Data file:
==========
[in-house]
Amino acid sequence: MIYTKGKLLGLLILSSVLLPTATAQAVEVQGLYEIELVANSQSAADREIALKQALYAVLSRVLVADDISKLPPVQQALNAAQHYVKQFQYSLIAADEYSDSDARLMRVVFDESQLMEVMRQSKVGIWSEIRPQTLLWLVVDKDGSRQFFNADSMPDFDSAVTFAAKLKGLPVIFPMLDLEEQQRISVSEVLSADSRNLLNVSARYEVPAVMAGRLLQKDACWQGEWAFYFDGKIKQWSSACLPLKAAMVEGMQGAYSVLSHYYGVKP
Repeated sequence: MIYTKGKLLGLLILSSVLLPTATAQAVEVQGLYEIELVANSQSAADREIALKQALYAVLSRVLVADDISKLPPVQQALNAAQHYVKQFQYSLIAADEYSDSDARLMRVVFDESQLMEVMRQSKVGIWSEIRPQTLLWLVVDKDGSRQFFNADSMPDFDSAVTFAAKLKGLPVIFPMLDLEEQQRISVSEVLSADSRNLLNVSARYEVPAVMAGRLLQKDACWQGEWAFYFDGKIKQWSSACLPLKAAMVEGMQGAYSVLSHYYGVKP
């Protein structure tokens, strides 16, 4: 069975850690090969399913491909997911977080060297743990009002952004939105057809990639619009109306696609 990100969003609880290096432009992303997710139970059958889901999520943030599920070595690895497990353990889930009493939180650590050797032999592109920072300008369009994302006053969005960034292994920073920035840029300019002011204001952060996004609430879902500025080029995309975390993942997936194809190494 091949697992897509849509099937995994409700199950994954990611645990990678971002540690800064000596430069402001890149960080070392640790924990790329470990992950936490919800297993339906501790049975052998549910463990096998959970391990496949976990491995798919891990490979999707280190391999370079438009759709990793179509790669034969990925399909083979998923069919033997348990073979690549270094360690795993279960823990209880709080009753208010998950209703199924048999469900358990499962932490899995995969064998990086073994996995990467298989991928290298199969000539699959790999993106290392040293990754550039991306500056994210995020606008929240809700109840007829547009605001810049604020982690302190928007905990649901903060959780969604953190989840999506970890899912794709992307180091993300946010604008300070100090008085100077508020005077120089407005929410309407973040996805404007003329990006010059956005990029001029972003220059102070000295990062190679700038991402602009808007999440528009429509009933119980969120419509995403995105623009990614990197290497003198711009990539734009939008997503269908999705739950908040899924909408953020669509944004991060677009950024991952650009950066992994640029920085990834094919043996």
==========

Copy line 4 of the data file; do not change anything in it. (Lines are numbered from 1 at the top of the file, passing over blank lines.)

């Protein structure tokens, strides 16, 4: 069975850690090969399913491909997911977080060297743990009002952004939105057809990639619009109306696609 990100969003609880290096432009992303997710139970059958889901999520943030599920070595690895497990353990889930009493939180650590050797032999592109920072300008369009994302006053969005960034292994920073920035840029300019002011204001952060996004609430879902500025080029995309975390993942997936194809190494 091949697992897509849509099937995994409700199950994954990611645990990678971002540690800064000596430069402001890149960080070392640790924990790329470990992950936490919800297993339906501790049975052998549910463990096998959970391990496949976990491995798919891990490979999707280190391999370079438009759709990793179509790669034969990925399909083979998923069919033997348990073979690549270094360690795993279960823990209880709080009753208010998950209703199924048999469900358990499962932490899995995969064998990086073994996995990467298989991928290298199969000539699959790999993106290392040293990754550039991306500056994210995020606008929240809700109840007829547009605001810049604020982690302190928007905990649901903060959780969604953190989840999506970890899912794709992307180091993300946010604008300070100090008085100077508020005077120089407005929410309407973040996805404007003329990006010059956005990029001029972003220059102070000295990062190679700038991402602009808007999440528009429509009933119980969120419509995403995105623009990614990197290497003198711009990539734009939008997503269908999705739950908040899924909408953020669509944004991060677009950024991952650009950066992994640029920085990834094919043996």